The Welsh government has proposed new bovine TB controls to help manage the disease, but farmers are concerned over potential changes to compensation.
A 12-week consultation on a refreshed TB Eradication Programme has launched, setting out the Welsh government's long term vision for the eradication of bTB.
It includes new plans for the TB testing programme to help further reduce the risk of the spread of TB, such as testing protocols in relation to the pre-movement test.
Proposals also look at informed purchasing and its aim to encourage farmers to provide TB information about cattle they wish to sell and for keepers to make wise purchasing decisions.
The Welsh government is also seeking to change payments for cattle slaughtered as a result of TB, by introducing table valuations instead of individual valuations.
This system is used in England, where Defra uses average market prices to calculate compensation for cattle culled because of TB. Every month it publishes a table of compensation values for 51 different categories of cattle.
Analysis by Welsh government shows it would have saved around £5.1m in TB payments in 2020-21 if table valuations were used instead of individual valuation.
Speaking in the Senedd, Rural Affairs Minister Lesley Griffiths said: “A key aim of our programme is the rapid, accurate, early identification of infection and we strive to improve TB diagnostics, embracing new research and being open to new validated tests.
“Collaboration and partnership working, taking ownership and recognising we all have a role to play are key to the success of our Programme.”
Responding to the new proposals, NFU Cymru said bovine TB "remains one of the main barriers to the agricultural industry realising its aspirations and potential."
While official figures show a 48% decrease in new TB incidents since 2009, the union warned that 98,640 cattle were slaughtered as a result of TB between 2010-2020, and 10,700 over the past 12 months.
Looking specifically at the compensation proposal, NFU Cymru said its members 'categorically reject' any move to tabular valuations.
“Farmers will be extremely concerned to read the options put forward by Welsh government with regards to compensation arrangements," said John Davies, the union's president.
"NFU Cymru’s firm view is that compensation arrangements must reflect the value of the animal’s individual merits, and this can only be achieved via an individual valuation."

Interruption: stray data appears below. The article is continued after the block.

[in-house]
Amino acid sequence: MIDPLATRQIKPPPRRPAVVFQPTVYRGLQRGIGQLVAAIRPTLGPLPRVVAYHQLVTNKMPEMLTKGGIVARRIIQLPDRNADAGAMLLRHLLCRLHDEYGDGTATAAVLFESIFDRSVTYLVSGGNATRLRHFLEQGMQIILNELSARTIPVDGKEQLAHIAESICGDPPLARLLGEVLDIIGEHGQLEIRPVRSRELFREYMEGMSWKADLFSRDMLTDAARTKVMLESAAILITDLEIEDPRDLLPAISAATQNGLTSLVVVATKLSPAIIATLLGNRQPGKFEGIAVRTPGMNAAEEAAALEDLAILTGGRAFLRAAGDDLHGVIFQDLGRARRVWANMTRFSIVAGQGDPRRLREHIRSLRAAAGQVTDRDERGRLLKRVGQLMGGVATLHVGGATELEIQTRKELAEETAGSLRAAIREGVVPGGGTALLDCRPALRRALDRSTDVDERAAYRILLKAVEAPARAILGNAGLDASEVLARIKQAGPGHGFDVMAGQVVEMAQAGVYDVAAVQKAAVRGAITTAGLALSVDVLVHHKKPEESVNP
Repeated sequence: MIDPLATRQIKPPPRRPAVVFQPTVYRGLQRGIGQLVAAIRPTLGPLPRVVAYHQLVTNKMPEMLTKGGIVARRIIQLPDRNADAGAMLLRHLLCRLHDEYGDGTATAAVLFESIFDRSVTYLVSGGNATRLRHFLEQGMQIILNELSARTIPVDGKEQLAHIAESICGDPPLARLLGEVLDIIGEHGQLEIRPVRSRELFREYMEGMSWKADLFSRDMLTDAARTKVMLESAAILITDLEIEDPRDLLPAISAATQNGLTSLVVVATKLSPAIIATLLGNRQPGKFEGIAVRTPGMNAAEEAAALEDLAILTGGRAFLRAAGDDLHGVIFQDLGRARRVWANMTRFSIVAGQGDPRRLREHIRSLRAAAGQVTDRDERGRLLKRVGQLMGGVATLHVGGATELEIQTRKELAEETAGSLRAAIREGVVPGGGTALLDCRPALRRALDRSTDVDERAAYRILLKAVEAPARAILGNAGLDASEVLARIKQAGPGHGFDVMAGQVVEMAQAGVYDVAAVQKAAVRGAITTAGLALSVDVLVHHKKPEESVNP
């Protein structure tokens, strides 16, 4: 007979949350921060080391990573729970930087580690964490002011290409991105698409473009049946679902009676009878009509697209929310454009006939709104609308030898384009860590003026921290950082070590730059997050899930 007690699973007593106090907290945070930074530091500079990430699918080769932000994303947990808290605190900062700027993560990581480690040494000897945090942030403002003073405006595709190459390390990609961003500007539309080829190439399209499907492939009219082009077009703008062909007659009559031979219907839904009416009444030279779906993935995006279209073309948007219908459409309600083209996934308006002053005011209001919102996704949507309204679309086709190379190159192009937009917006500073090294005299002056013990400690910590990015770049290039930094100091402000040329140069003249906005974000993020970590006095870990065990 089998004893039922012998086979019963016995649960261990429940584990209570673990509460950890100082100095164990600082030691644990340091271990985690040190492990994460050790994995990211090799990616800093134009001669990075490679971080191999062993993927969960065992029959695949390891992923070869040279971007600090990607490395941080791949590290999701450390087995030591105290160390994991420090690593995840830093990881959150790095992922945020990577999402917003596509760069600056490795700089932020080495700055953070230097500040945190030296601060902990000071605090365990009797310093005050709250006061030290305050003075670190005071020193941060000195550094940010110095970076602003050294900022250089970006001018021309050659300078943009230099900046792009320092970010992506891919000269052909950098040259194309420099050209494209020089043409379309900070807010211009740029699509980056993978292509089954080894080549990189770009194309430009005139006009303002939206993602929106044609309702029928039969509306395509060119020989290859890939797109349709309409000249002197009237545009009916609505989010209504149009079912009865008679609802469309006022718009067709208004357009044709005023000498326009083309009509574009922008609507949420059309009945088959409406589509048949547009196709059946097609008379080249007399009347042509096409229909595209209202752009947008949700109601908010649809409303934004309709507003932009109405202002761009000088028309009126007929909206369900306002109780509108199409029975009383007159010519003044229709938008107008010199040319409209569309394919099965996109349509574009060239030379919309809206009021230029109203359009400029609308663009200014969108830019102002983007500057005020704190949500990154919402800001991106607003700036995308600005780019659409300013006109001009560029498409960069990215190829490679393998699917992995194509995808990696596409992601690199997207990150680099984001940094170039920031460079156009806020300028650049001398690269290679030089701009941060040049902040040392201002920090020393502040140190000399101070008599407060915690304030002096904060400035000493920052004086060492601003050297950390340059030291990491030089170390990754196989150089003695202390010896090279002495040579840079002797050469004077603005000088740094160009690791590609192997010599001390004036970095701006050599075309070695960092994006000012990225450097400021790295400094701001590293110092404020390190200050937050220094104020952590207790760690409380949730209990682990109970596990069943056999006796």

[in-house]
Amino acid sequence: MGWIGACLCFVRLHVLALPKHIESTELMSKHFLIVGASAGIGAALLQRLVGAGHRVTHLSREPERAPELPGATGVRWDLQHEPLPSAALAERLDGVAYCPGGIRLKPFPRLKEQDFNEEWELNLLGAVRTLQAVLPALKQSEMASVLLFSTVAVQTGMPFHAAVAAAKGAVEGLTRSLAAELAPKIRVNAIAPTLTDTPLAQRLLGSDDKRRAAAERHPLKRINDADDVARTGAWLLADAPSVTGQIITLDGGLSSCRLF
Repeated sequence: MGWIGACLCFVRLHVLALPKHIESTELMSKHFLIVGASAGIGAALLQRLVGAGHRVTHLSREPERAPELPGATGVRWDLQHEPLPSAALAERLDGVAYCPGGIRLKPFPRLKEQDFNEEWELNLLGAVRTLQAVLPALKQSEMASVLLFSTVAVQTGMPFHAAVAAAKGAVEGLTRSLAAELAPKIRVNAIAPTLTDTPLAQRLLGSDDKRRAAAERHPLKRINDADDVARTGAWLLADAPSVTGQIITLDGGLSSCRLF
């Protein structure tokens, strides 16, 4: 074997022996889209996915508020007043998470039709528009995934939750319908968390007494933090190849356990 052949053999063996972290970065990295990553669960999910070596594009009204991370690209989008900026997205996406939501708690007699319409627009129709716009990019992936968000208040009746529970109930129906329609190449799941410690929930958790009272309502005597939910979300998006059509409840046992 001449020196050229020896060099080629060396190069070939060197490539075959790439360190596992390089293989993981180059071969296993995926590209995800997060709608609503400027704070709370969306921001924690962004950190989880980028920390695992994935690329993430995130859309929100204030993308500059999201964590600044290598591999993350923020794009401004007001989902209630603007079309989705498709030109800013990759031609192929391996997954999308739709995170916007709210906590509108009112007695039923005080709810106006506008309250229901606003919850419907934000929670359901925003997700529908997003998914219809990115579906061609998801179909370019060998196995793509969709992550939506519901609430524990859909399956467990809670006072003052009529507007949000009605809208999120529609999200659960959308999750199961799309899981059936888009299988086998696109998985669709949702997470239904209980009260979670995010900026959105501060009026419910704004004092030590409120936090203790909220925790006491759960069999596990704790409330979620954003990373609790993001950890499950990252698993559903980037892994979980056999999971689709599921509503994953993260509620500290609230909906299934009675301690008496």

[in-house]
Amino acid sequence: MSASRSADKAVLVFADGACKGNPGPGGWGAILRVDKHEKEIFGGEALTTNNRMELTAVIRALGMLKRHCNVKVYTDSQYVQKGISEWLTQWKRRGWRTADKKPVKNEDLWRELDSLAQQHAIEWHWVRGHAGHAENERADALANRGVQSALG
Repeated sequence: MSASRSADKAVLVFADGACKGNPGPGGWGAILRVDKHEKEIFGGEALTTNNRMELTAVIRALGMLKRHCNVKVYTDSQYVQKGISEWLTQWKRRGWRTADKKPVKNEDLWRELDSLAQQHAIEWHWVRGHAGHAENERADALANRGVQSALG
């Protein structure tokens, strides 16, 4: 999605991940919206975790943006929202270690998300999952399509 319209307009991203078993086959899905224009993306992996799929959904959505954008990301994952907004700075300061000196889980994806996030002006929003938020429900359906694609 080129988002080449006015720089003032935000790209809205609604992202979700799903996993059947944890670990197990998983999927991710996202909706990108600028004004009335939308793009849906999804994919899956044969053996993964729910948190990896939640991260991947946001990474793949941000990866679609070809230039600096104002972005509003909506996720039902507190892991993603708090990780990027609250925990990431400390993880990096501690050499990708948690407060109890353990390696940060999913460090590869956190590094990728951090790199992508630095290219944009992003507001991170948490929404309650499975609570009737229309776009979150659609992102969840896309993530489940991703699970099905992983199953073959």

He added: "The payment of compensation for a TB reactor does not in any way cover the consequential losses - the loss of production, inability to market produce, increased housing and feeding costs - sustained by the business as the result of a TB breakdown.
“Welsh government suggests the review is brought upon by overspend of the budget. We are clear that the only way to reduce any overspend is to ensure that the disease is controlled quickly and effectively so that the disease has the smallest possible impact on the national herd.
"The fewer animals that need to be slaughtered as a result of bovine TB, the lower the compensation bill and the lower the cost for both government and industry," Mr Davies said.
The Welsh government's new TB Eradication Programme also proposes a phase out of badger trap and test work in persistent herd breakdowns, from this year.
It says the limited sample size and short follow-up period provide limited meaningful results to gauge the impact of interventions on cattle TB.
Work will be completed on existing farms but new ones will not be recruited into the process. According to government, funding saved from phasing out of this work will see a further £100,000 made available initially for expanding badger vaccination across Wales.
In addition, a review will take place on options to supplement veterinary capacity for TB testing through greater use of trained and supervised paraprofessional staff.
Chief Veterinary Officer for Wales, Christianne Glossop said: "We remain steadfast in our commitment and determination to rid Wales of a disease which has far reaching repercussions throughout the Welsh farming industry.
"Year on year we have made enhancements to our programme and introduced many fundamental policies which changed the TB landscape across Wales and laid foundations for the future."
She said the Welsh government continued to support the development of a deployable cattle TB vaccine with a test to differentiate infected from vaccinated animals, to be in place by 2025.
"Cattle vaccination has the potential to become a powerful tool in the battle against the disease and we will be engaging with the TB Centre of Excellence to plan its most appropriate deployment in Wales," she added.
The programme's proposals also include a new Task and Finish Group to consider the best ways of communicating with farmers to help them to protect herds and also throughout a TB breakdown.
They will consider the potential role for TB Champions in Wales and farming and veterinary organisations have been approached for nominations for membership of this group.
The consultation will run for 12 weeks, with the deadline for farmers to respond set at 8 February 2022.